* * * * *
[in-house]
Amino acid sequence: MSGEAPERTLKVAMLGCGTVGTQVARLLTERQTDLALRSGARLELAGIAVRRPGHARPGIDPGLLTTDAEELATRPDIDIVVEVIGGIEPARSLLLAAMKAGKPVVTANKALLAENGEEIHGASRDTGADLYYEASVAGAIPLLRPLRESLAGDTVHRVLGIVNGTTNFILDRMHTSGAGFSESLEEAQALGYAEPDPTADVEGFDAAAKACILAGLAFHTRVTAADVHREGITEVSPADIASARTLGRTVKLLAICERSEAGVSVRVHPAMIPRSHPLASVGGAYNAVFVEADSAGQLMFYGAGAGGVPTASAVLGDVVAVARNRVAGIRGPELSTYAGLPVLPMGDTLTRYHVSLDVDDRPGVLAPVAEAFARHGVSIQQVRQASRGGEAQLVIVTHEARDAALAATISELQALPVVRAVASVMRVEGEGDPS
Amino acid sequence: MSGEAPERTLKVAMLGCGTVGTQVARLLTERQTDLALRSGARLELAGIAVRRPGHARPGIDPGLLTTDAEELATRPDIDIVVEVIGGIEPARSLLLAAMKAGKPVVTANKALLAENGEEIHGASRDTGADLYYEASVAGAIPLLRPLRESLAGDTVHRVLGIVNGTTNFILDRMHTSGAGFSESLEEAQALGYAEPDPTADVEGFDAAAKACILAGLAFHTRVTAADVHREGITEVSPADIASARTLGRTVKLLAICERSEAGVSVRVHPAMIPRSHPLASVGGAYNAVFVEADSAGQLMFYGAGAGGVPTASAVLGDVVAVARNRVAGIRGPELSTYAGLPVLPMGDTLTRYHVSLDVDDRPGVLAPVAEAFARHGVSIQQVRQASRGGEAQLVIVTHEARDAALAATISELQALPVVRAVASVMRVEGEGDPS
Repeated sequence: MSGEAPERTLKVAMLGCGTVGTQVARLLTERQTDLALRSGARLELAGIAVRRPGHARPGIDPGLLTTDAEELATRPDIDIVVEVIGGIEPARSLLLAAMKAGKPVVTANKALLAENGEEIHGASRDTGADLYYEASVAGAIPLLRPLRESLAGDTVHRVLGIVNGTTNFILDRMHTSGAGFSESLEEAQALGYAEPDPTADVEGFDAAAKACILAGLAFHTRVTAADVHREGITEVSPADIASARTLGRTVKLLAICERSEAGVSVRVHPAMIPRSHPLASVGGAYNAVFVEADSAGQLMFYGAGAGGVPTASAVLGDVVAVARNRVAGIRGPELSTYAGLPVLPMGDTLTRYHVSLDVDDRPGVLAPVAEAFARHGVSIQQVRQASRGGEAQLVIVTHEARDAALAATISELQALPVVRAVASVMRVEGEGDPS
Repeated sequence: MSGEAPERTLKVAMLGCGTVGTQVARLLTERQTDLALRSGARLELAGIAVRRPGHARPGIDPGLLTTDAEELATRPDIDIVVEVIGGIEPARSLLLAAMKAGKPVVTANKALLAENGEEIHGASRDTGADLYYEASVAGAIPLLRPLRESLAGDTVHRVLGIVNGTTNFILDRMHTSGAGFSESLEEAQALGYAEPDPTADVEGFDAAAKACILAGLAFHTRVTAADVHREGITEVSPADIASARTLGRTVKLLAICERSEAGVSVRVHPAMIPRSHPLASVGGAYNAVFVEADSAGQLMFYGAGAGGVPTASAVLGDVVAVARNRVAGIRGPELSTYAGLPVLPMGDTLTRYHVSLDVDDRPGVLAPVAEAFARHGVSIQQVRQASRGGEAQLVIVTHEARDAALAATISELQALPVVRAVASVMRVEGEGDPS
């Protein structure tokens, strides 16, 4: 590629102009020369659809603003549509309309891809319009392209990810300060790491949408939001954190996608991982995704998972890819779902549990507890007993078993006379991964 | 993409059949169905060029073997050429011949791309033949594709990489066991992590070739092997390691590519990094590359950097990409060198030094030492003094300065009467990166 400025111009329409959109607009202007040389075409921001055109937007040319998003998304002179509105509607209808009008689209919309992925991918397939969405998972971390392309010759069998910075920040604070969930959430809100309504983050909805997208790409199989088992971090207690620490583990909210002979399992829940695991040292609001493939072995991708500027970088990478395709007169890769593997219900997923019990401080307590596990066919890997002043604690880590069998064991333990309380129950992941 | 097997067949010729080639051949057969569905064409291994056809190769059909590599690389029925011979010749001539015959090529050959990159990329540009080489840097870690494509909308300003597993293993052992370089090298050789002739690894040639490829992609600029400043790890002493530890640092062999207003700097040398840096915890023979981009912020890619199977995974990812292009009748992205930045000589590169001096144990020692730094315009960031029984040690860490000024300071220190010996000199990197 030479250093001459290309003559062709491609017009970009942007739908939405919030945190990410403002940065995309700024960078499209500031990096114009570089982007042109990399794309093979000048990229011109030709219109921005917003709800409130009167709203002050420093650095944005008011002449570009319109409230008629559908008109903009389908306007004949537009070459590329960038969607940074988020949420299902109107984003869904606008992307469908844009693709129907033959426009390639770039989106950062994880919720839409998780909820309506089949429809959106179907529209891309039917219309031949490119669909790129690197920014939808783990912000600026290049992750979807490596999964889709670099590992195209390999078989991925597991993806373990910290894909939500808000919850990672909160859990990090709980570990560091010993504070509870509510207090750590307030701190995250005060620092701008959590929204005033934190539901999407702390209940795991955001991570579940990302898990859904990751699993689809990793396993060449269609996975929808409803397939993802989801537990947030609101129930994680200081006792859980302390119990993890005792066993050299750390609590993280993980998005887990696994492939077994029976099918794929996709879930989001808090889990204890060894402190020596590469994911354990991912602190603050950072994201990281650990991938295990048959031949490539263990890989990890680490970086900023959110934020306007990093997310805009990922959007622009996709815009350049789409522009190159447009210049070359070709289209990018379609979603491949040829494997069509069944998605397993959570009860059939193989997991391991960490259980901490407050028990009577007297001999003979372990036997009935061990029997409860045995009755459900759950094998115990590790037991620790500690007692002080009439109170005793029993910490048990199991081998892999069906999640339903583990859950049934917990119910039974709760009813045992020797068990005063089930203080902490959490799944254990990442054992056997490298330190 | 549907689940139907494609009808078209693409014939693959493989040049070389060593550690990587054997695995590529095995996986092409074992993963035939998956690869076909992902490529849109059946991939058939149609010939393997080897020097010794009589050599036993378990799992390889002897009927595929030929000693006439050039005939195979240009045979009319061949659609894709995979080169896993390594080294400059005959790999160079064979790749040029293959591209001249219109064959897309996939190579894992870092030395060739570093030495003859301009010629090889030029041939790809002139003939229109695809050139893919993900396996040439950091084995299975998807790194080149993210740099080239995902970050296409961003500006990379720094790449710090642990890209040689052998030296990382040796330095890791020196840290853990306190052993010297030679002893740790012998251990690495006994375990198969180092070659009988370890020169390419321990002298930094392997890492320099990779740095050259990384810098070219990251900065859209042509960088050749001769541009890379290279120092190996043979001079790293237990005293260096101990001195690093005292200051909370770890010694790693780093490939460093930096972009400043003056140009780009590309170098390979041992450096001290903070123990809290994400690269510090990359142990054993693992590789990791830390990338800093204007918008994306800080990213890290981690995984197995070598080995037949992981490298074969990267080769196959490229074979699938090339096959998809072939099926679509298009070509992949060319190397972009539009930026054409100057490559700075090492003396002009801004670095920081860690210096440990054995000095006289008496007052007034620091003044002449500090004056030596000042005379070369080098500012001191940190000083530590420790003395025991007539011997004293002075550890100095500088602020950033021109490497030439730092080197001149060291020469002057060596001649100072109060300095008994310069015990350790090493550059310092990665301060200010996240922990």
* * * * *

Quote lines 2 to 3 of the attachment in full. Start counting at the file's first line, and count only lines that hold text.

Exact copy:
Amino acid sequence: MSGEAPERTLKVAMLGCGTVGTQVARLLTERQTDLALRSGARLELAGIAVRRPGHARPGIDPGLLTTDAEELATRPDIDIVVEVIGGIEPARSLLLAAMKAGKPVVTANKALLAENGEEIHGASRDTGADLYYEASVAGAIPLLRPLRESLAGDTVHRVLGIVNGTTNFILDRMHTSGAGFSESLEEAQALGYAEPDPTADVEGFDAAAKACILAGLAFHTRVTAADVHREGITEVSPADIASARTLGRTVKLLAICERSEAGVSVRVHPAMIPRSHPLASVGGAYNAVFVEADSAGQLMFYGAGAGGVPTASAVLGDVVAVARNRVAGIRGPELSTYAGLPVLPMGDTLTRYHVSLDVDDRPGVLAPVAEAFARHGVSIQQVRQASRGGEAQLVIVTHEARDAALAATISELQALPVVRAVASVMRVEGEGDPS
Amino acid sequence: MSGEAPERTLKVAMLGCGTVGTQVARLLTERQTDLALRSGARLELAGIAVRRPGHARPGIDPGLLTTDAEELATRPDIDIVVEVIGGIEPARSLLLAAMKAGKPVVTANKALLAENGEEIHGASRDTGADLYYEASVAGAIPLLRPLRESLAGDTVHRVLGIVNGTTNFILDRMHTSGAGFSESLEEAQALGYAEPDPTADVEGFDAAAKACILAGLAFHTRVTAADVHREGITEVSPADIASARTLGRTVKLLAICERSEAGVSVRVHPAMIPRSHPLASVGGAYNAVFVEADSAGQLMFYGAGAGGVPTASAVLGDVVAVARNRVAGIRGPELSTYAGLPVLPMGDTLTRYHVSLDVDDRPGVLAPVAEAFARHGVSIQQVRQASRGGEAQLVIVTHEARDAALAATISELQALPVVRAVASVMRVEGEGDPS